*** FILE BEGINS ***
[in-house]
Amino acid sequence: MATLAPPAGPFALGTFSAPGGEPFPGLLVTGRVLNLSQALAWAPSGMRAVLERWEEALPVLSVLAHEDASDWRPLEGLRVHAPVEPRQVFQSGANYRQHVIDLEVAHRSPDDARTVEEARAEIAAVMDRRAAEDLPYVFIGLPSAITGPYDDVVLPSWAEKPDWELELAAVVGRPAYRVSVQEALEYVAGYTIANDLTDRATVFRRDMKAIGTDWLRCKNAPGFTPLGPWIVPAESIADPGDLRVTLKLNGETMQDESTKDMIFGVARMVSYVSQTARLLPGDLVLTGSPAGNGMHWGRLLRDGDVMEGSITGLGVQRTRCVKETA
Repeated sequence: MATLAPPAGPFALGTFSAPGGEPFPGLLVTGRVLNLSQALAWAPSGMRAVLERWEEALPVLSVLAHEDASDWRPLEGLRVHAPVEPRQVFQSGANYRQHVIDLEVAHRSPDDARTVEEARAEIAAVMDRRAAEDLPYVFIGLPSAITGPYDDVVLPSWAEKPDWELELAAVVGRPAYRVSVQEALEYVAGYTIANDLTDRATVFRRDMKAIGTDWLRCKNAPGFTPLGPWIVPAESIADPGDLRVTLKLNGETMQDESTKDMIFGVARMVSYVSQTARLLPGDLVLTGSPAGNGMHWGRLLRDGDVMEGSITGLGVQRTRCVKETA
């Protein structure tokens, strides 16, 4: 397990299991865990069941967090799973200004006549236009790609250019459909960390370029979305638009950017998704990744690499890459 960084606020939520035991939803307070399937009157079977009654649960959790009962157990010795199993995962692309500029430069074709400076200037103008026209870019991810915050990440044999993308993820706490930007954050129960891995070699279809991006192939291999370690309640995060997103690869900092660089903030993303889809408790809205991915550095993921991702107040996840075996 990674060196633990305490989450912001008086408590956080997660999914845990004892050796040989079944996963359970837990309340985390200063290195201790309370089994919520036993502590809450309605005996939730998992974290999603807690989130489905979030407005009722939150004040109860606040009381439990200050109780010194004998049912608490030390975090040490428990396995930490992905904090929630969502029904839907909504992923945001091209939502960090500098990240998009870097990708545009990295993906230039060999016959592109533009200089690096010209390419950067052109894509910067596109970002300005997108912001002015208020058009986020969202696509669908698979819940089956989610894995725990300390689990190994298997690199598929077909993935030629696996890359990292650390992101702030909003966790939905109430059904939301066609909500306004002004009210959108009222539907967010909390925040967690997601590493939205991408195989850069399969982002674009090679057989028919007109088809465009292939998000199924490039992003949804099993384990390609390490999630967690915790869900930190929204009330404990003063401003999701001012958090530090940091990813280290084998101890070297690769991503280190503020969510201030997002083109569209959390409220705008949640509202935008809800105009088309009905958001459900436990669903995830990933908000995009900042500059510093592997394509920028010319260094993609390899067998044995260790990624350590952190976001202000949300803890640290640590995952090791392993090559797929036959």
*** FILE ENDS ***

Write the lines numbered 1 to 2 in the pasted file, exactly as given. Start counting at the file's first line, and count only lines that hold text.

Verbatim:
[in-house]
Amino acid sequence: MATLAPPAGPFALGTFSAPGGEPFPGLLVTGRVLNLSQALAWAPSGMRAVLERWEEALPVLSVLAHEDASDWRPLEGLRVHAPVEPRQVFQSGANYRQHVIDLEVAHRSPDDARTVEEARAEIAAVMDRRAAEDLPYVFIGLPSAITGPYDDVVLPSWAEKPDWELELAAVVGRPAYRVSVQEALEYVAGYTIANDLTDRATVFRRDMKAIGTDWLRCKNAPGFTPLGPWIVPAESIADPGDLRVTLKLNGETMQDESTKDMIFGVARMVSYVSQTARLLPGDLVLTGSPAGNGMHWGRLLRDGDVMEGSITGLGVQRTRCVKETA